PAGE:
I don't normally go for abridged books, and perhaps I shouldn't have done so on this book. Despite it being abridged, I found the book slow, lacking in plot, and not very informative. I was expecting insights into the brief period of history involved, but there were very few of those. This book was not to my taste.
To start with, a book that focusses on Isaac Newton and the Royal Society doesn't seem right with an American accent, but I suppose since the author is an American its acceptable.The first few chapters seemed to me to be a sort of "Walt Disney" version of British history and of the Christian faith of Isaac Newton and his contemporaries. Mr Dolnick would have done well to consult some intelligent modern day Christians before setting down such a cartoon like image.Likewise the broad brush he uses for setting the scene of British history in the early chapters made me feel that the narrator from Winnie-the-Pooh was trying to tell me about the history of my own country.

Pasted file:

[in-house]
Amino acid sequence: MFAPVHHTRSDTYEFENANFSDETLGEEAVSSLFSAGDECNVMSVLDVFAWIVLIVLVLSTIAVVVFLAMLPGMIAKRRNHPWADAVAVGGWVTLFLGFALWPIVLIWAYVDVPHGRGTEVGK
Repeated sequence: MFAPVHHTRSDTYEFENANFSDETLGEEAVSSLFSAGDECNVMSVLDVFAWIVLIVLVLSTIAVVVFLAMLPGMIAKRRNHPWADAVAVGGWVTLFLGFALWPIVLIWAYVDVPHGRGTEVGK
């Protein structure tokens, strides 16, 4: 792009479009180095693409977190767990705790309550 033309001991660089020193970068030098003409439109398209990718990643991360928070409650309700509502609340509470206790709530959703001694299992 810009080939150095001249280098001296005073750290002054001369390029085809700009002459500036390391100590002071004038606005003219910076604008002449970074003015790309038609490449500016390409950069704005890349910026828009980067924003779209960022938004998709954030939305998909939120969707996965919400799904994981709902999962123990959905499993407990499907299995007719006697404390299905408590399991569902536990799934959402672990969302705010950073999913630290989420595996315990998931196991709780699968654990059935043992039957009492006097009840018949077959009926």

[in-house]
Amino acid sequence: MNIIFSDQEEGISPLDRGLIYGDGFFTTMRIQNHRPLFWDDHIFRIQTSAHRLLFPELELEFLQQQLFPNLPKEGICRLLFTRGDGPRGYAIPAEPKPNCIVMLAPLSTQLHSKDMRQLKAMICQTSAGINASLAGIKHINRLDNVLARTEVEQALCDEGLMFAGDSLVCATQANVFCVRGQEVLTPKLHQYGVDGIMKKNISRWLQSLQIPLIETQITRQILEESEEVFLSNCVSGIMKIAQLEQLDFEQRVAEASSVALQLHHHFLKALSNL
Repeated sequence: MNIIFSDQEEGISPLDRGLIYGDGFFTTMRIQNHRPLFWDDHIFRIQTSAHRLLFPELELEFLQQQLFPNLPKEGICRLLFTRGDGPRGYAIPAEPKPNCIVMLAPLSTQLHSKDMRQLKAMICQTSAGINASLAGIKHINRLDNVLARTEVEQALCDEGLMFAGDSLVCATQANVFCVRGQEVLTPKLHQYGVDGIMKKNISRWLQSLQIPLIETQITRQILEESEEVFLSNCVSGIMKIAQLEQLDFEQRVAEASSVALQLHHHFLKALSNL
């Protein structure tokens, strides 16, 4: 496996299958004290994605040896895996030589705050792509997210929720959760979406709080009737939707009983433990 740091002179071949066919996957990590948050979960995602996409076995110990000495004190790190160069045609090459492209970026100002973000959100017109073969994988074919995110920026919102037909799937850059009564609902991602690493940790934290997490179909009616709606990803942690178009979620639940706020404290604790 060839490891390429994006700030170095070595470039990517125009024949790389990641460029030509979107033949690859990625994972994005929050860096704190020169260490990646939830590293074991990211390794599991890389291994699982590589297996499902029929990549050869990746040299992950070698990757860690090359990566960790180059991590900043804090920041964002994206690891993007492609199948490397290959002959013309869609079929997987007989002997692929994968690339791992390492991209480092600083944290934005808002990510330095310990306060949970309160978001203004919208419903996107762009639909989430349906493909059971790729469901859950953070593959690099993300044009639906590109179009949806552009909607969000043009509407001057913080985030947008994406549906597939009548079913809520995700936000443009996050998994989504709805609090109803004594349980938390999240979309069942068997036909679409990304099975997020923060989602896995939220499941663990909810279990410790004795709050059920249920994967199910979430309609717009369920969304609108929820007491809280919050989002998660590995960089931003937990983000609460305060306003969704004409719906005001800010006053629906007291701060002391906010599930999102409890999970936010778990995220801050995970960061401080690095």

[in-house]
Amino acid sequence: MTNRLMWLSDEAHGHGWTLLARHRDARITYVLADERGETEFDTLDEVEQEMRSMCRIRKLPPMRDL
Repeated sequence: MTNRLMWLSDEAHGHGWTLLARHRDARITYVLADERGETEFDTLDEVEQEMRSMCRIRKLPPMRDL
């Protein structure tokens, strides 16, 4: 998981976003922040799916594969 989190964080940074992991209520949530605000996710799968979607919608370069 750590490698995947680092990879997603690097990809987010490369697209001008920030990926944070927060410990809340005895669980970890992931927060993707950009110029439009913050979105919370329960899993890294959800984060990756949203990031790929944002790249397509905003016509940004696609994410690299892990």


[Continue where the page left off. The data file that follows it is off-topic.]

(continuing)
Having said that, the book improves once he moves on to the main subject and I really enjoyed the last 70% of the book. It was informative and interesting. It helped me to understand the origins of ideas that I learned at school and university, and still use today.
This is not for the fainthearted. Johnathan Edwards doesn't hold back in his message to us all. He must have been brave presenting this in 1741, today I can't imagine anyone doing the same. Its well worth listening too. The language is surprisingly modern, the narrator (Max MacLean) is excellent, and the message is clear and worth hearing.
I chose this book because I enjoyed reading "Whats so amazing about Grace?". But I think in retrospect, this type of book is better in print than in audio. It simply isn't captivating enough for me.
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